Still, the fact is that most people who have neither lived nor studied the communist experience really don’t get it. Some of them can say, in all sincerity, “Well, when Elian grows up, he can decide if he wants to live in Cuba or in the United States.” Maybe they haven’t noticed that Cubans who decide they want to live in the U.S. have to brave shark-infested waters in rickety boats.
Admittedly, there has been overwrought rhetoric and hypocrisy on both sides of the debate. Some anti-Castro zealots have made the ludicrous and offensive assertion that sending Elian back to Cuba is tantamount to returning a Jewish child to Germany in the 1930s (surely, the boy is in no danger of being shot or dispatched to a death camp).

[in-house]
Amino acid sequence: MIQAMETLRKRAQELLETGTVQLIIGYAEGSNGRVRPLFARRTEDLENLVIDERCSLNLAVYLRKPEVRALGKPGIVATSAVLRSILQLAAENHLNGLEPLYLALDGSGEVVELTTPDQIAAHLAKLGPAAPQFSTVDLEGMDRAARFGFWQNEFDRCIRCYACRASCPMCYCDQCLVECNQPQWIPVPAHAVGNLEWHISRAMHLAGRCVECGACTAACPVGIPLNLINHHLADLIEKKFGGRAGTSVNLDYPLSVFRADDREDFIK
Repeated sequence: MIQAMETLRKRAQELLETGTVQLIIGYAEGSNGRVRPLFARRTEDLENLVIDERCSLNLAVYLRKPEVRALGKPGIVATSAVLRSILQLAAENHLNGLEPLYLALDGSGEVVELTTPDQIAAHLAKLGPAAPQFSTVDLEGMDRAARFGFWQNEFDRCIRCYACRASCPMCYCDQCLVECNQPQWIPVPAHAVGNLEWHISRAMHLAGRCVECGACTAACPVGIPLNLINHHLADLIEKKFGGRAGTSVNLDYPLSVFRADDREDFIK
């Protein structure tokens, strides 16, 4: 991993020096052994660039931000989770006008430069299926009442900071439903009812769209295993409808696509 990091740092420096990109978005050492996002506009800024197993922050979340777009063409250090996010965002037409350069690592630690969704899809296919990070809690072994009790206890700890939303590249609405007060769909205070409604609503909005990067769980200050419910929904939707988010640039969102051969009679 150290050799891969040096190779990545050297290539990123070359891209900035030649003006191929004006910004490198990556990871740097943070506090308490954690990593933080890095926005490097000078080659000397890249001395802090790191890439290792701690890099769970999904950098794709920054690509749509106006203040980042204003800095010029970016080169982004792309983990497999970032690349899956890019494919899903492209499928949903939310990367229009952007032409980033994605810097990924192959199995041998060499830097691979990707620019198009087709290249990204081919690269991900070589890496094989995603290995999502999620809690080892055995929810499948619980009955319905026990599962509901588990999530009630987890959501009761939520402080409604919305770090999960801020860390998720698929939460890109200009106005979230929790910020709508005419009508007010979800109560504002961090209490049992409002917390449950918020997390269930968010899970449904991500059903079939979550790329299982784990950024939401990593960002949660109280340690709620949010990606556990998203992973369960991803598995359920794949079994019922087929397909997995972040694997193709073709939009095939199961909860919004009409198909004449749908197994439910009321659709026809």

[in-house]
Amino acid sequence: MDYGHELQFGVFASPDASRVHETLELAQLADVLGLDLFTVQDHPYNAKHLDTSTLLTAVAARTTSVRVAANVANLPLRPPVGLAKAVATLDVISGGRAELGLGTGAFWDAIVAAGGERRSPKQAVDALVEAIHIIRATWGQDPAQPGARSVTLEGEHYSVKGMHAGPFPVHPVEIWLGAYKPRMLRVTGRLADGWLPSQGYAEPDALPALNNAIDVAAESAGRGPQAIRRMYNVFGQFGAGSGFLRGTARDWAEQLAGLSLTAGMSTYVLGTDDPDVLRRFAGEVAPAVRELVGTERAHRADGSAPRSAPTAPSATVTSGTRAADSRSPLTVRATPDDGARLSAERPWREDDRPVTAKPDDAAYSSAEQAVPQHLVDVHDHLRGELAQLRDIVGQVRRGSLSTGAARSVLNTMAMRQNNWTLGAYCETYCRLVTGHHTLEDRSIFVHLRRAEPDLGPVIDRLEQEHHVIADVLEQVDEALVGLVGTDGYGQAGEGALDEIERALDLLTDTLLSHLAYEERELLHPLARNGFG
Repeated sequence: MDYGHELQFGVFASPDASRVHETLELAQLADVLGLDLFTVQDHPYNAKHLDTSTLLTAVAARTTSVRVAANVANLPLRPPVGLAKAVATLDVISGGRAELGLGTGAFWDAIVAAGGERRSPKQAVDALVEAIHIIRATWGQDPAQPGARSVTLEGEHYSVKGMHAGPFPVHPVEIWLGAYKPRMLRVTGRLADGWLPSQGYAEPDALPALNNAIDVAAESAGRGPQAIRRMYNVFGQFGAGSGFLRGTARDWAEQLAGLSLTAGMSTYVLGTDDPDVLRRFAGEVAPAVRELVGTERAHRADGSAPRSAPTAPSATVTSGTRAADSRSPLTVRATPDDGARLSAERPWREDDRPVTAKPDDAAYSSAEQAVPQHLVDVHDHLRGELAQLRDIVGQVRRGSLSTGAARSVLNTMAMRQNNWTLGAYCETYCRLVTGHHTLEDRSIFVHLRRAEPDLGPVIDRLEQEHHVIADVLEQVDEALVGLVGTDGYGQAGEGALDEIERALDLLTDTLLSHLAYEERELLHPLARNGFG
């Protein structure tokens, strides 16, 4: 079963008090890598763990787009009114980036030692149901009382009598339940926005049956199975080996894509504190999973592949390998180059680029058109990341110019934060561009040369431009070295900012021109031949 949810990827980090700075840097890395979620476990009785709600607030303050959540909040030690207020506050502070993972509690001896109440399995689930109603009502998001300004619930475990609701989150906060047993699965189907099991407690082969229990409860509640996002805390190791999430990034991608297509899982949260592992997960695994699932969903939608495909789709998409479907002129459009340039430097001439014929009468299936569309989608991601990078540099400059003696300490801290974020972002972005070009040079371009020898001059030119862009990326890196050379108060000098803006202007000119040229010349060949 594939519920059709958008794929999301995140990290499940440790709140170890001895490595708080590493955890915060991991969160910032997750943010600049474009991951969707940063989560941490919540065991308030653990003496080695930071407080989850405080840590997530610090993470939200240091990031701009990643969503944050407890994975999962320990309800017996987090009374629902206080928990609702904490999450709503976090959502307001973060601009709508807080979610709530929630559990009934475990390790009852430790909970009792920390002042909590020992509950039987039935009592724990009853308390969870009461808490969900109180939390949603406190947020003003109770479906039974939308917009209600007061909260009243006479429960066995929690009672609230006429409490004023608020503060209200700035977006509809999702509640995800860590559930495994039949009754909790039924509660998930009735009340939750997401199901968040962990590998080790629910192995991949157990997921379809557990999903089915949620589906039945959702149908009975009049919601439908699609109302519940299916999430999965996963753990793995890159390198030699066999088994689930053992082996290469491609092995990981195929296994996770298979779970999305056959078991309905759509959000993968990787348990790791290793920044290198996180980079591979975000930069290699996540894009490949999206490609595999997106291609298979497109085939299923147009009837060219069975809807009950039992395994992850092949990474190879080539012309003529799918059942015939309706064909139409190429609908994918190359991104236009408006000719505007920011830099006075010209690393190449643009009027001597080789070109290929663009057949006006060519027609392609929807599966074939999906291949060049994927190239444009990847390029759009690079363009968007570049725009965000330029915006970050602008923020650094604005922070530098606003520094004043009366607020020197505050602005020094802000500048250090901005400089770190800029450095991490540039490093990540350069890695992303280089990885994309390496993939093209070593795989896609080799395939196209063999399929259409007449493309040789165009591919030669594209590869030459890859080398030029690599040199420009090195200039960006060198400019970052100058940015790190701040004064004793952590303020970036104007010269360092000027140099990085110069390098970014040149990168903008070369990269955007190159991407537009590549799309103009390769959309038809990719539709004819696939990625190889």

Conservatives who decry the horror of handing Elian over to a communist dictator sidestep the fact that Chinese freedom-seekers who escape to America are routinely sent back. Some talk about returning the boy “to the custody of Fidel Castro” as if the father weren’t even in the picture.
But the “Send Elian home” crowd makes me queasier. Take the National Council of Churches, which has led the effort to get the boy returned to Cuba and which organized his grandmothers’ visit to the U.S. last January. When one of the attorneys for Elian’s Miami relatives accused the NCC of collaborating with communists, some commentators acted like it was another outrage by those crazy Cuban exiles. But in fact, the NCC has a long history of cozying up to oppressive left-wing regimes.
In a 1978 publication, it praised China’s murderous Cultural Revolution for championing “community interest, anti-elitism, commitment to revolutionary social goals, dignity of manual labor.” An NCC delegation that traveled to the Soviet Union in 1984 declared itself very pleased with the status of religion in that country — at a time when Russian Orthodox worship was barely tolerated and the Baptist faith treated as an outlaw cult.